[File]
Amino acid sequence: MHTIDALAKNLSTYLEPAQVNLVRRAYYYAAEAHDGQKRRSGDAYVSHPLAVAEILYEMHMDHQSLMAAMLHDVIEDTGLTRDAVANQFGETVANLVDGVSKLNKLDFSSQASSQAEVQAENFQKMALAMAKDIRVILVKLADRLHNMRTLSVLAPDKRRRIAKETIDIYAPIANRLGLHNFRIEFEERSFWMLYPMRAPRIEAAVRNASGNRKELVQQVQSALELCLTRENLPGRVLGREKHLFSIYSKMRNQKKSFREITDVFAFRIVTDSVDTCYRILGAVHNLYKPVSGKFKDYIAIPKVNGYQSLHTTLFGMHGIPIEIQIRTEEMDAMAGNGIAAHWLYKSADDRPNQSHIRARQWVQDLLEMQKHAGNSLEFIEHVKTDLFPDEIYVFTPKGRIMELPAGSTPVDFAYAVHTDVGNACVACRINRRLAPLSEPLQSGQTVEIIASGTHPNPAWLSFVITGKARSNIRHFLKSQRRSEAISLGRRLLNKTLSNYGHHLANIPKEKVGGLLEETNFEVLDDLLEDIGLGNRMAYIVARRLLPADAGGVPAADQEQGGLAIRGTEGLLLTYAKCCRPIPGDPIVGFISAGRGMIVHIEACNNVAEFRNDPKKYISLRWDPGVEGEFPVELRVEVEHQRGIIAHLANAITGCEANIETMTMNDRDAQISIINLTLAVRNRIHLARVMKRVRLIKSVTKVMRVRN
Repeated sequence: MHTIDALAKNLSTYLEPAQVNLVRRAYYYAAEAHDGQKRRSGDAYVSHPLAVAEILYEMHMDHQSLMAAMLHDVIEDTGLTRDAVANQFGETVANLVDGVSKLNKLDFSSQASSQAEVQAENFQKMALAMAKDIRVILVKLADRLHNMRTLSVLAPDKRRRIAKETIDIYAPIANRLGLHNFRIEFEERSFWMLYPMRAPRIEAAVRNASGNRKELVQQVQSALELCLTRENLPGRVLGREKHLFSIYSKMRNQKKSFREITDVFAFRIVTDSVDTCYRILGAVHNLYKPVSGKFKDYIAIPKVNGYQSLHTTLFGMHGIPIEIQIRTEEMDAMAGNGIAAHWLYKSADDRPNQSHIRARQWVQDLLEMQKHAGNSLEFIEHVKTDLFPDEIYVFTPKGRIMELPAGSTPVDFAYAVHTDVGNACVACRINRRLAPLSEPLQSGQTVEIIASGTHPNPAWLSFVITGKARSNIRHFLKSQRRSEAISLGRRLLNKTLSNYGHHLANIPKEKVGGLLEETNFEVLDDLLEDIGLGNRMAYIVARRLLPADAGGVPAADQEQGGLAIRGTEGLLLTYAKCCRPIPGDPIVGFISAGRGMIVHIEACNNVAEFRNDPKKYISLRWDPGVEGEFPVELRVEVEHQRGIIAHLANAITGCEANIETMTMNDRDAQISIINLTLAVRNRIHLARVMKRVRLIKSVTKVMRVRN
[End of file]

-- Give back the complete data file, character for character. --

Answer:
Amino acid sequence: MHTIDALAKNLSTYLEPAQVNLVRRAYYYAAEAHDGQKRRSGDAYVSHPLAVAEILYEMHMDHQSLMAAMLHDVIEDTGLTRDAVANQFGETVANLVDGVSKLNKLDFSSQASSQAEVQAENFQKMALAMAKDIRVILVKLADRLHNMRTLSVLAPDKRRRIAKETIDIYAPIANRLGLHNFRIEFEERSFWMLYPMRAPRIEAAVRNASGNRKELVQQVQSALELCLTRENLPGRVLGREKHLFSIYSKMRNQKKSFREITDVFAFRIVTDSVDTCYRILGAVHNLYKPVSGKFKDYIAIPKVNGYQSLHTTLFGMHGIPIEIQIRTEEMDAMAGNGIAAHWLYKSADDRPNQSHIRARQWVQDLLEMQKHAGNSLEFIEHVKTDLFPDEIYVFTPKGRIMELPAGSTPVDFAYAVHTDVGNACVACRINRRLAPLSEPLQSGQTVEIIASGTHPNPAWLSFVITGKARSNIRHFLKSQRRSEAISLGRRLLNKTLSNYGHHLANIPKEKVGGLLEETNFEVLDDLLEDIGLGNRMAYIVARRLLPADAGGVPAADQEQGGLAIRGTEGLLLTYAKCCRPIPGDPIVGFISAGRGMIVHIEACNNVAEFRNDPKKYISLRWDPGVEGEFPVELRVEVEHQRGIIAHLANAITGCEANIETMTMNDRDAQISIINLTLAVRNRIHLARVMKRVRLIKSVTKVMRVRN
Repeated sequence: MHTIDALAKNLSTYLEPAQVNLVRRAYYYAAEAHDGQKRRSGDAYVSHPLAVAEILYEMHMDHQSLMAAMLHDVIEDTGLTRDAVANQFGETVANLVDGVSKLNKLDFSSQASSQAEVQAENFQKMALAMAKDIRVILVKLADRLHNMRTLSVLAPDKRRRIAKETIDIYAPIANRLGLHNFRIEFEERSFWMLYPMRAPRIEAAVRNASGNRKELVQQVQSALELCLTRENLPGRVLGREKHLFSIYSKMRNQKKSFREITDVFAFRIVTDSVDTCYRILGAVHNLYKPVSGKFKDYIAIPKVNGYQSLHTTLFGMHGIPIEIQIRTEEMDAMAGNGIAAHWLYKSADDRPNQSHIRARQWVQDLLEMQKHAGNSLEFIEHVKTDLFPDEIYVFTPKGRIMELPAGSTPVDFAYAVHTDVGNACVACRINRRLAPLSEPLQSGQTVEIIASGTHPNPAWLSFVITGKARSNIRHFLKSQRRSEAISLGRRLLNKTLSNYGHHLANIPKEKVGGLLEETNFEVLDDLLEDIGLGNRMAYIVARRLLPADAGGVPAADQEQGGLAIRGTEGLLLTYAKCCRPIPGDPIVGFISAGRGMIVHIEACNNVAEFRNDPKKYISLRWDPGVEGEFPVELRVEVEHQRGIIAHLANAITGCEANIETMTMNDRDAQISIINLTLAVRNRIHLARVMKRVRLIKSVTKVMRVRN